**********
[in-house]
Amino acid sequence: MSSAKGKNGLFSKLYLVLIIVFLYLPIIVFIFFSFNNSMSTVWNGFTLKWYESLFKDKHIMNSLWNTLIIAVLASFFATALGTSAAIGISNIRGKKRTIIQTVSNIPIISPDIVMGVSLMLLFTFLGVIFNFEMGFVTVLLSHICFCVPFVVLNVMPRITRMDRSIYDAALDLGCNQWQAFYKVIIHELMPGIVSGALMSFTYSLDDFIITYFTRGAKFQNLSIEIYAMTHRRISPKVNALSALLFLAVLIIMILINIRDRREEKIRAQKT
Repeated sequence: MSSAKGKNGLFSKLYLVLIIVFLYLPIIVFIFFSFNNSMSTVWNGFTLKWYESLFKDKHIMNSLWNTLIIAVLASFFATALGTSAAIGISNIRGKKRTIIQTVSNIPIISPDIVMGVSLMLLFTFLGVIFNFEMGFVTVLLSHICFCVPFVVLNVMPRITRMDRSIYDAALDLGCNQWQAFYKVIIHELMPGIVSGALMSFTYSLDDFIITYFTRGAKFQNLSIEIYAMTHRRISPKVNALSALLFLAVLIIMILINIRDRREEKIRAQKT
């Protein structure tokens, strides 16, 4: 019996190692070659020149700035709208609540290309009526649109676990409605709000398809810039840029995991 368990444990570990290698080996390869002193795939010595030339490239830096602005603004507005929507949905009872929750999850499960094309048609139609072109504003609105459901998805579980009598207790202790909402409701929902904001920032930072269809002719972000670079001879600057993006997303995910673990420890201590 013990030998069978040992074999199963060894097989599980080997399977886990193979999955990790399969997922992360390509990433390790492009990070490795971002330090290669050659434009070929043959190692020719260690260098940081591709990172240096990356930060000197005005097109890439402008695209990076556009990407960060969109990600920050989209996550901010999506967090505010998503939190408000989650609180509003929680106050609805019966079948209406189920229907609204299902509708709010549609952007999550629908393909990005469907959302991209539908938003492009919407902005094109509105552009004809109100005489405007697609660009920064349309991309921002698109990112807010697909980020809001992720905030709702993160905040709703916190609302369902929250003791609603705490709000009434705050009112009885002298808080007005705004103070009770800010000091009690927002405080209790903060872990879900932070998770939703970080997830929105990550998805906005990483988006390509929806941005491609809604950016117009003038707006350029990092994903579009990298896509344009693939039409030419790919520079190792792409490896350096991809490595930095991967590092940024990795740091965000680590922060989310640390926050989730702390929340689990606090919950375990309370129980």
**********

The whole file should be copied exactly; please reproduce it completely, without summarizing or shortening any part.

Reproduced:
[in-house]
Amino acid sequence: MSSAKGKNGLFSKLYLVLIIVFLYLPIIVFIFFSFNNSMSTVWNGFTLKWYESLFKDKHIMNSLWNTLIIAVLASFFATALGTSAAIGISNIRGKKRTIIQTVSNIPIISPDIVMGVSLMLLFTFLGVIFNFEMGFVTVLLSHICFCVPFVVLNVMPRITRMDRSIYDAALDLGCNQWQAFYKVIIHELMPGIVSGALMSFTYSLDDFIITYFTRGAKFQNLSIEIYAMTHRRISPKVNALSALLFLAVLIIMILINIRDRREEKIRAQKT
Repeated sequence: MSSAKGKNGLFSKLYLVLIIVFLYLPIIVFIFFSFNNSMSTVWNGFTLKWYESLFKDKHIMNSLWNTLIIAVLASFFATALGTSAAIGISNIRGKKRTIIQTVSNIPIISPDIVMGVSLMLLFTFLGVIFNFEMGFVTVLLSHICFCVPFVVLNVMPRITRMDRSIYDAALDLGCNQWQAFYKVIIHELMPGIVSGALMSFTYSLDDFIITYFTRGAKFQNLSIEIYAMTHRRISPKVNALSALLFLAVLIIMILINIRDRREEKIRAQKT
């Protein structure tokens, strides 16, 4: 019996190692070659020149700035709208609540290309009526649109676990409605709000398809810039840029995991 368990444990570990290698080996390869002193795939010595030339490239830096602005603004507005929507949905009872929750999850499960094309048609139609072109504003609105459901998805579980009598207790202790909402409701929902904001920032930072269809002719972000670079001879600057993006997303995910673990420890201590 013990030998069978040992074999199963060894097989599980080997399977886990193979999955990790399969997922992360390509990433390790492009990070490795971002330090290669050659434009070929043959190692020719260690260098940081591709990172240096990356930060000197005005097109890439402008695209990076556009990407960060969109990600920050989209996550901010999506967090505010998503939190408000989650609180509003929680106050609805019966079948209406189920229907609204299902509708709010549609952007999550629908393909990005469907959302991209539908938003492009919407902005094109509105552009004809109100005489405007697609660009920064349309991309921002698109990112807010697909980020809001992720905030709702993160905040709703916190609302369902929250003791609603705490709000009434705050009112009885002298808080007005705004103070009770800010000091009690927002405080209790903060872990879900932070998770939703970080997830929105990550998805906005990483988006390509929806941005491609809604950016117009003038707006350029990092994903579009990298896509344009693939039409030419790919520079190792792409490896350096991809490595930095991967590092940024990795740091965000680590922060989310640390926050989730702390929340689990606090919950375990309370129980």